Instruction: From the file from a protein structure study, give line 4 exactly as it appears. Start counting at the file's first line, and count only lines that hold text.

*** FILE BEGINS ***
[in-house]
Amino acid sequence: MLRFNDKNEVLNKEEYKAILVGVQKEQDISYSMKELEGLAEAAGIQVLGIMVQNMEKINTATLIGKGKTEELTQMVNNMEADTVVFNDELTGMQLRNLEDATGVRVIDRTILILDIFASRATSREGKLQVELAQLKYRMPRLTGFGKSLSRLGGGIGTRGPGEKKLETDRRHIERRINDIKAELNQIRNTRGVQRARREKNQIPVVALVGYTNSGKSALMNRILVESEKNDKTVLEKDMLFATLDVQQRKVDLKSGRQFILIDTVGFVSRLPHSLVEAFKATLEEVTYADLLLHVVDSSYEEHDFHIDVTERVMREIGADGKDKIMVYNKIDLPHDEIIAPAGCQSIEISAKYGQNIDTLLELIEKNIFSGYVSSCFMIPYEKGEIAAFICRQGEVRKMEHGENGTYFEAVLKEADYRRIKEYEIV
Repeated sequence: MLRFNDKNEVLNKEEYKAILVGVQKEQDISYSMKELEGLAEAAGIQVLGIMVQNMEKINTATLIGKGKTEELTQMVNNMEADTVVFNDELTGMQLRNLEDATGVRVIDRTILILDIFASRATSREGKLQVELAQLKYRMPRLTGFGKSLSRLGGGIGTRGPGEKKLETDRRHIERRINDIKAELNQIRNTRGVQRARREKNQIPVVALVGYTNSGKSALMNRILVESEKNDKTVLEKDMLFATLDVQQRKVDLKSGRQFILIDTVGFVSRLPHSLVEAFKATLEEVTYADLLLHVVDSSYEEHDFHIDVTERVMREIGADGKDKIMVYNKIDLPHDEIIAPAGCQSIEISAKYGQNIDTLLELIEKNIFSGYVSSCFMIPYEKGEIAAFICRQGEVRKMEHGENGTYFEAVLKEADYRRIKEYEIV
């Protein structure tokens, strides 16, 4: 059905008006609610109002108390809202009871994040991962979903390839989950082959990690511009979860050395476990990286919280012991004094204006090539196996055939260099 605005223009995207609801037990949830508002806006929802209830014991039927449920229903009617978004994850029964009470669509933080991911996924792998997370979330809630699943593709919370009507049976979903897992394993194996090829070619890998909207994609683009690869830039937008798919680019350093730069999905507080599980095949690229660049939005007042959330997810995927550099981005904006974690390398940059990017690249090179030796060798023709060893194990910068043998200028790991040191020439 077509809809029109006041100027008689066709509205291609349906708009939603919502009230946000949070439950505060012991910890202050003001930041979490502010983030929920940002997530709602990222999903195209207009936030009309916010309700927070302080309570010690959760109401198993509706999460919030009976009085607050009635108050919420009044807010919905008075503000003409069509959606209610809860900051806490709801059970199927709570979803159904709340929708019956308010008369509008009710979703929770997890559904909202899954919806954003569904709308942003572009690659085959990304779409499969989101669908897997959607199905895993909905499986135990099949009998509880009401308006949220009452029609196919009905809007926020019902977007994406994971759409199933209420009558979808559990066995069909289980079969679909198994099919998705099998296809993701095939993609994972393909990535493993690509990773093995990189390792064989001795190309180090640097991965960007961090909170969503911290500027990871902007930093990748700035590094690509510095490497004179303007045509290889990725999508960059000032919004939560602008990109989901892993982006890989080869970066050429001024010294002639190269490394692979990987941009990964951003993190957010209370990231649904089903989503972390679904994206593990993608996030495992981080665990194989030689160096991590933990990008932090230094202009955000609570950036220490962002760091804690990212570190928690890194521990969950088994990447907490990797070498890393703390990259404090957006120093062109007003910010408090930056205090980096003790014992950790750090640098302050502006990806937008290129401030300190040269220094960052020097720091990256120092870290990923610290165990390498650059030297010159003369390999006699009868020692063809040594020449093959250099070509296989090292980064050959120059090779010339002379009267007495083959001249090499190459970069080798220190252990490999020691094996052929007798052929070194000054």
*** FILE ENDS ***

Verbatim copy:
């Protein structure tokens, strides 16, 4: 059905008006609610109002108390809202009871994040991962979903390839989950082959990690511009979860050395476990990286919280012991004094204006090539196996055939260099 605005223009995207609801037990949830508002806006929802209830014991039927449920229903009617978004994850029964009470669509933080991911996924792998997370979330809630699943593709919370009507049976979903897992394993194996090829070619890998909207994609683009690869830039937008798919680019350093730069999905507080599980095949690229660049939005007042959330997810995927550099981005904006974690390398940059990017690249090179030796060798023709060893194990910068043998200028790991040191020439 077509809809029109006041100027008689066709509205291609349906708009939603919502009230946000949070439950505060012991910890202050003001930041979490502010983030929920940002997530709602990222999903195209207009936030009309916010309700927070302080309570010690959760109401198993509706999460919030009976009085607050009635108050919420009044807010919905008075503000003409069509959606209610809860900051806490709801059970199927709570979803159904709340929708019956308010008369509008009710979703929770997890559904909202899954919806954003569904709308942003572009690659085959990304779409499969989101669908897997959607199905895993909905499986135990099949009998509880009401308006949220009452029609196919009905809007926020019902977007994406994971759409199933209420009558979808559990066995069909289980079969679909198994099919998705099998296809993701095939993609994972393909990535493993690509990773093995990189390792064989001795190309180090640097991965960007961090909170969503911290500027990871902007930093990748700035590094690509510095490497004179303007045509290889990725999508960059000032919004939560602008990109989901892993982006890989080869970066050429001024010294002639190269490394692979990987941009990964951003993190957010209370990231649904089903989503972390679904994206593990993608996030495992981080665990194989030689160096991590933990990008932090230094202009955000609570950036220490962002760091804690990212570190928690890194521990969950088994990447907490990797070498890393703390990259404090957006120093062109007003910010408090930056205090980096003790014992950790750090640098302050502006990806937008290129401030300190040269220094960052020097720091990256120092870290990923610290165990390498650059030297010159003369390999006699009868020692063809040594020449093959250099070509296989090292980064050959120059090779010339002379009267007495083959001249090499190459970069080798220190252990490999020691094996052929007798052929070194000054």